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Dan’s Arsene Wenger Book Review – You may be shocked



As you can imagine as a person who loves football, reading and writing, I received lots of Football Autobiographies for Christmas. I thought whenever Arsenal are a little bit light on news, I would review various genres you might want to digest while we all remain in Lockdown.

I have finished reading Arsene Wenger’s book, yet you might be shocked by this review. As many readers will know I respect Mr Wenger and feared for years that only when he left would we truly appreciate what a job he did, and how hard it is to work under the current owners.

Unfortunately, I have been proven correct as the club continue to go backwards since he departed.

I still feel that thanks to the rise in social media, a section of our fan base disrespected the Greatest Manager in our history, which was once unthinkable. I maintain that those gooners who sacrificed our club’s long-standing values for the sake of subscribers deserve the current decline.

Shouting the loudest and swearing into a camera doesn’t make you anymore knowledgeable as a supporter, and many have lost credibility for not admitting they educated a next generation wrongly; the grass has not always proven greener.

While Mr Wenger is too respectful to rub our nose in the dirt and flat out say ‘ I told you so ‘ I was disappointed he wrote his memoirs like a politician. Recent equivalents from the likes of Roy Keane and Sir Alex Ferguson taught us that this would be a breakdown of what he really thought about particular players and staff.

Maybe it’s the faith the man has in his own convictions that he doesn’t feel the need to tell any sensational stories, but my advice would have been, if that’s your stance, don’t agree to the project. It’s not like he’s desperate for the money so why participate if you’re not willing to tell your audience new information?

You have to assume that anyone purchasing your work is familiar with your career so why only give information that a customer will already know?

I could have written this book, but worse; there were answers to long standing questions I was curious about. Instead we got a safe journal, where the priority seemed to be being diplomatic, so he didn’t upset anyone. In fact it’s almost like it’s assumed that the reader will be knowledgeable about the subject so why fight it?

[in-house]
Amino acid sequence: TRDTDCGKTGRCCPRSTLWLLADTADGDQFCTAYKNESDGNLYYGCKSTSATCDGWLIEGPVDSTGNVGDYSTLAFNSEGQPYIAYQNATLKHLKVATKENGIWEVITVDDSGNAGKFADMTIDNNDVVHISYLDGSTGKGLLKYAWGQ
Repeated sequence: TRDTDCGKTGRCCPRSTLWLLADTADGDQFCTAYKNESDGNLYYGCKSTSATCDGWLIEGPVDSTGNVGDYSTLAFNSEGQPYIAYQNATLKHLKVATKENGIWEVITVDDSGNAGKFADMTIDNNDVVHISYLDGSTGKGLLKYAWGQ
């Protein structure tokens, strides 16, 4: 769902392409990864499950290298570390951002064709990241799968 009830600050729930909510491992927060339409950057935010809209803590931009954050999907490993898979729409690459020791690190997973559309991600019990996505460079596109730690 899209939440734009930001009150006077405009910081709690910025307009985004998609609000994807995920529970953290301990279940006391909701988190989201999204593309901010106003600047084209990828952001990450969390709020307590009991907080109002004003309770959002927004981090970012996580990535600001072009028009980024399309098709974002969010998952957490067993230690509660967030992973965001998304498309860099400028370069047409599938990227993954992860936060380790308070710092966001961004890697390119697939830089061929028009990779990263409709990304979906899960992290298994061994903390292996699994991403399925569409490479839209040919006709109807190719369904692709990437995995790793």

For example, the assumption is everyone would know the true details about the rumours that the press put out about his family when he moved to England. This would have been a chance to give a chapter not familiar with most, instead we just get Mr Wenger repeating how sad and angry he was about an article lawyers have squashed.

I’m not asking anyone to use their personal life to sell a product, but either give context or don’t mention it at all.

Maybe legal reasons are also the reason he doesn’t want to offer his version of the French Match fixing scandal?

Old enough to know it happened but that’s it, this should have been one of the highlights. Instead we get a few lines where Mr Wenger, being the purist he is, explains losing faith in the game, hence why he moved to Japan. He didn’t want to divulge anything else because he’s over it and that would be looking into the past. Which is a positive way to live, but how can you write an autobiography without digging up the past?

That’s why we get a scan of his life but nothing more.

He’s always managed to protect his wife and daughter from the limelight. Apart from saying how proud he is of his child and accepting his loved ones sacrificed a lot for his passion, he chooses to leave out his personal life.

Again I’m not asking for gossip about his marriage, but he must have a few Harry Redknapp/Sandra antidotes for a laugh?

Without reading it, Jose Mourinho is quick to conclude he’s not mentioned due to his superior win/loss record over the Gunners.

In reality Mr Wenger doesn’t pick a fight with anyone. There’s no behind the scenes breakdown of transfers, no (like he promised) proof of ‘countless’ offers from other clubs and even those you think he wouldn’t care about upsetting (Sam Allardyce, Alan Pardew, Anelka’s brothers, Adebayor, etc ) he avoids any confrontation. Again that shows what a person he is, but doesn’t work in the confines of what you’re writing.


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  1. Pingback: Wilshere nears a returns, Arsenal two expensive deadwoods, Dan’s Arsene Wenger Book Review – Footballsocial

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